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Tuesday, June 16, 2015

LALITTHAABARANAM:  is said to be Instagrams posted by him, The selfies speak for themselves. The link is as above. Google News brought this to me

Here are the photos Lalit Modi posted on Instagram the week his wife was having surgery in Lisbon

Shortly after visiting the Champalimaiud cancer research centre in Lisbon last August, the cricket czar was back on the circuit in Ibiza. 
Ajoy Bose  · Yesterday · 08:55 pm
Here are the photos Lalit Modi posted on Instagram the week his wife was having surgery in Lisbon
Photo Credit: via Instagram
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The Modi government’s entire defence of its Foreign Minister Sushma Swaraj’s controversial decision to facilitate British travel documents last August for Lalit Modi , a fugitive wanted by the Enforcement Directorate and taxmen, rests on a humanitarian plea. Swaraj has insisted that her unprecedented personal request to the British authorities was guided solely by sympathy for Modi’s wife, Minal, who was said to be set for treatment at the Lisbon Cancer Centre in the first week of August last year.

Bharatiya Janata Party leaders such as Home Minister Rajnath Singh and party president Amit Shah also reiterated this defence.  Although a tweet by Swaraj claiming Modi had to go to Portugal to sign consent papers for his wife’s surgery was found incorrect, the ruling party has continued to maintain that he had to be by his wife’s side if for nothing else but to provide emotional support.

However that humanitarian argument appears to have been undermined a little by Lalit Modi himself. An obsessive social-media user, the former cricket czar has a left a graphic online record of what he did when he got the British travel documents in the first week of August. His posts do not at all suggest a man worried sick about his wife's illness.  Modi, who assiduously records almost every important event in his life by posting photographs and comments on Instagram, does not even mention his wife or her cancer treatment in the first week of August when the surgery took place. However, he does note that he visited a cancer research facility in Lisbon.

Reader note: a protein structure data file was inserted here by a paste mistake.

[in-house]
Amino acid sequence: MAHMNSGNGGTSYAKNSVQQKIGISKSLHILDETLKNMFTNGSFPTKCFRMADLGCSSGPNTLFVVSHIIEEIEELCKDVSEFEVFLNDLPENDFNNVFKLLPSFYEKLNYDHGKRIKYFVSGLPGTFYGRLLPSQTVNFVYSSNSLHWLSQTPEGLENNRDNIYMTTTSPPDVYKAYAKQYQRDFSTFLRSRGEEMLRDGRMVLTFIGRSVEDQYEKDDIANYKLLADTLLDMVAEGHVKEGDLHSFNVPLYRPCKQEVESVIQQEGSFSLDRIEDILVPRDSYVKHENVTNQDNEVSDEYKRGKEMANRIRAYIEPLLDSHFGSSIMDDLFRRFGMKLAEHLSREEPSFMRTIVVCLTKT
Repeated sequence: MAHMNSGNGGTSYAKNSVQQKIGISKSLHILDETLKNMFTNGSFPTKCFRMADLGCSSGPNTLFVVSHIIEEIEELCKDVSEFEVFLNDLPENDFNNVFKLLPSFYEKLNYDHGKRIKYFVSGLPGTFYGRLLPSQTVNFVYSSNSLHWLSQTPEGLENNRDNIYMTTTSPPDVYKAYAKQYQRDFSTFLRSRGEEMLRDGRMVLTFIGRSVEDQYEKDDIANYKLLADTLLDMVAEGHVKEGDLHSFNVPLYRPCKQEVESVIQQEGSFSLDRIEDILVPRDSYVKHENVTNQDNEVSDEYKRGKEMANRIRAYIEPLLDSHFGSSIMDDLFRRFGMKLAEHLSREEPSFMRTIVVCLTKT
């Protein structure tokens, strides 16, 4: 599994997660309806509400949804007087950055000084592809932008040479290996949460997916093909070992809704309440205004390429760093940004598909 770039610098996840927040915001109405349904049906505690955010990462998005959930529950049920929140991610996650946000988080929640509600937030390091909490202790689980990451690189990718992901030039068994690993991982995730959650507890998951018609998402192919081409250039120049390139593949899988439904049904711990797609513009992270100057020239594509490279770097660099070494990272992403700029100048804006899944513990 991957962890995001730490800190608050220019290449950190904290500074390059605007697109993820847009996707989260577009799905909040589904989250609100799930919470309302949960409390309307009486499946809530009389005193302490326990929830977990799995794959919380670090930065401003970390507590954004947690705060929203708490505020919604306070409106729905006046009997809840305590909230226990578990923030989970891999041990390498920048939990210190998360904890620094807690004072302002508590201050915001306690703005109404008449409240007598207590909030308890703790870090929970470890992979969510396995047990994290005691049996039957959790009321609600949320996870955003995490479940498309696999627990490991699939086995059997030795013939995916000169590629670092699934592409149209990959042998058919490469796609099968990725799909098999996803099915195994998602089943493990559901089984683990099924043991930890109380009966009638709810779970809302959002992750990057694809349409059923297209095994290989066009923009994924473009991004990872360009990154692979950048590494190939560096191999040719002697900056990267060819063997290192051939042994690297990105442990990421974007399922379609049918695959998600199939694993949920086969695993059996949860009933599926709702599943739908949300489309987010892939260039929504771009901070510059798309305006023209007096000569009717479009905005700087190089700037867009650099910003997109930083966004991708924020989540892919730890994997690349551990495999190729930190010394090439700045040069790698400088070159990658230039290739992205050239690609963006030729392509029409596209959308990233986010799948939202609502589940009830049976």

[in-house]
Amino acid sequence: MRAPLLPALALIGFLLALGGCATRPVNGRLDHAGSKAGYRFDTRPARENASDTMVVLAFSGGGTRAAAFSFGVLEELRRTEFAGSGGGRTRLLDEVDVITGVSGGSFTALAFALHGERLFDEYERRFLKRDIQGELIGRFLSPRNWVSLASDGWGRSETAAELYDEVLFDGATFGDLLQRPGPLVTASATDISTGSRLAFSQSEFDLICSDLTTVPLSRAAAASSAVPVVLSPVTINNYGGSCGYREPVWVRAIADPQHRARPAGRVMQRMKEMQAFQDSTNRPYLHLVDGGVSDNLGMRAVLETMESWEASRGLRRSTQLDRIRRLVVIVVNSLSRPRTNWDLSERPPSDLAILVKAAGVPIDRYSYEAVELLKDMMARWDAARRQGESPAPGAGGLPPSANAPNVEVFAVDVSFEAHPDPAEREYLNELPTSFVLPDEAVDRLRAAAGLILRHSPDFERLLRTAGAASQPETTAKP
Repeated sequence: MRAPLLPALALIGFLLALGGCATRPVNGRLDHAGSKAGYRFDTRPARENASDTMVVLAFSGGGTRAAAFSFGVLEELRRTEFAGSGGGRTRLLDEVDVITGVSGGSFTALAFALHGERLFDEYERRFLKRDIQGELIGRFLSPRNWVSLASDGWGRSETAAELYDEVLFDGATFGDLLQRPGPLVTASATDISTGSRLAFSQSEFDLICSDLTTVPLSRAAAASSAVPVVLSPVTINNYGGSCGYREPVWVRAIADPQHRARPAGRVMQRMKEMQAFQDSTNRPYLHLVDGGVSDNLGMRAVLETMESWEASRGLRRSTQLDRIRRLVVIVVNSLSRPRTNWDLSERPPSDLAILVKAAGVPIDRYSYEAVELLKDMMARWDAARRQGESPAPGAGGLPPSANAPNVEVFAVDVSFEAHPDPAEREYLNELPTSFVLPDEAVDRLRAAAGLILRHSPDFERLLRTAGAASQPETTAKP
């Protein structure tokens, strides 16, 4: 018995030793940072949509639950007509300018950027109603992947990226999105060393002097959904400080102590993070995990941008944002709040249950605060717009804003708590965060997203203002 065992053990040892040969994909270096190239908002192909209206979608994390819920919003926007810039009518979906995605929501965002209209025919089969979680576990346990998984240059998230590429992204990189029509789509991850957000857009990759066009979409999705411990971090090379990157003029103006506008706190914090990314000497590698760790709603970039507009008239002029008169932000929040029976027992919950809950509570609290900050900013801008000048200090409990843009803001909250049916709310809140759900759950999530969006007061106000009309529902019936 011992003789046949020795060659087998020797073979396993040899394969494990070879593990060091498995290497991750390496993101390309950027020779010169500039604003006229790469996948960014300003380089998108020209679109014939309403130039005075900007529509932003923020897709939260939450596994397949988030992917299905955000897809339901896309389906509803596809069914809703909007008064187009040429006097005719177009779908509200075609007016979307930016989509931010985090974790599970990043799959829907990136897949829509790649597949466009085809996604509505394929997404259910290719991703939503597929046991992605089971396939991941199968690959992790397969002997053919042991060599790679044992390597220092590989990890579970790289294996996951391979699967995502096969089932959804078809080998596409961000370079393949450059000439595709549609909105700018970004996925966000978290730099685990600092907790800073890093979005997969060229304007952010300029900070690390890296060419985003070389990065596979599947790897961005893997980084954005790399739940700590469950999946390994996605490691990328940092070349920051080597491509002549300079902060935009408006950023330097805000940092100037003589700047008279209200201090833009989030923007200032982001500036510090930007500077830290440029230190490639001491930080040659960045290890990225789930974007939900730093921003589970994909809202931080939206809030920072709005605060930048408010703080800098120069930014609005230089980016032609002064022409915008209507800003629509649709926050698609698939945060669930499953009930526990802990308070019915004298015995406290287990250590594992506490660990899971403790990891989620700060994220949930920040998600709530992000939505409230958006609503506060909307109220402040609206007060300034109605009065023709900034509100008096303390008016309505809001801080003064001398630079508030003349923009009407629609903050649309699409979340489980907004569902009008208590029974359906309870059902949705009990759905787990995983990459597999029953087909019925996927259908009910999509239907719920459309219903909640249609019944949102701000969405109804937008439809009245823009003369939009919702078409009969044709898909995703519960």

When he obtained his British travel papers, Modi immediately posted a photograph of it on Instagram. But instead of mentioning how this would let him go to Portugal to help his wife through her cancer surgery, he only talks about how triumphant he is feeling about overcoming his foes and how much he is looking forward to travel and meet his friends and family members who were forced earlier to come him in London.

The next day Modi was back posting photographs of himself travelling out of Britain but once again a mysterious silence on the very purpose the Indian Foreign Minister intervened on his behalf. He remarks that he is thrilled that this is his “first flight in 4 years, 2 months and 14 days”.

Modi does not record anything on Instagram  about his wife’s cancer treatment, but his tweets on August 4 do have a mention about the Champalimaiud Centre for the Unknown cancer research facility on the banks of the Taguis in Lisbon and photographs of it.  He notes that it has been designed by Indian architect Charles Correa but does not specify why he visited it.

The next day, Modi recorded his presence in Portugal on Instagram by posting a photograph of himself in front the church in Fatima, the Catholic pilgrimage site about 100 km outside Lisbon. He does not mention how his wife’s surgery went, though he says he was there to honour the fulfillment of a vow.

Almost immediately, the international celebrity was off to Ibiza, the island in Spain favoured by the rich and famous as a party destination. The photographs and comments on Instagram speak about how much Modi is enjoying himself.

Since then, Modi further fortified by the restoration of his Indian passport by a Delhi High Court order a few weeks later on August 27, 2014, has been partying non-stop across more than a dozen countries all over the globe. He has posted a stream of photographs and a series of pithy comments celebrating his freedom to have fun in a fascinating variety of resorts. A loyal Lalit Modi fan club for whom he keeps his Instagram account so open have been vocal in their admiration for someone who leads their secret fantasy lives regardless of those criminal charges left behind in India.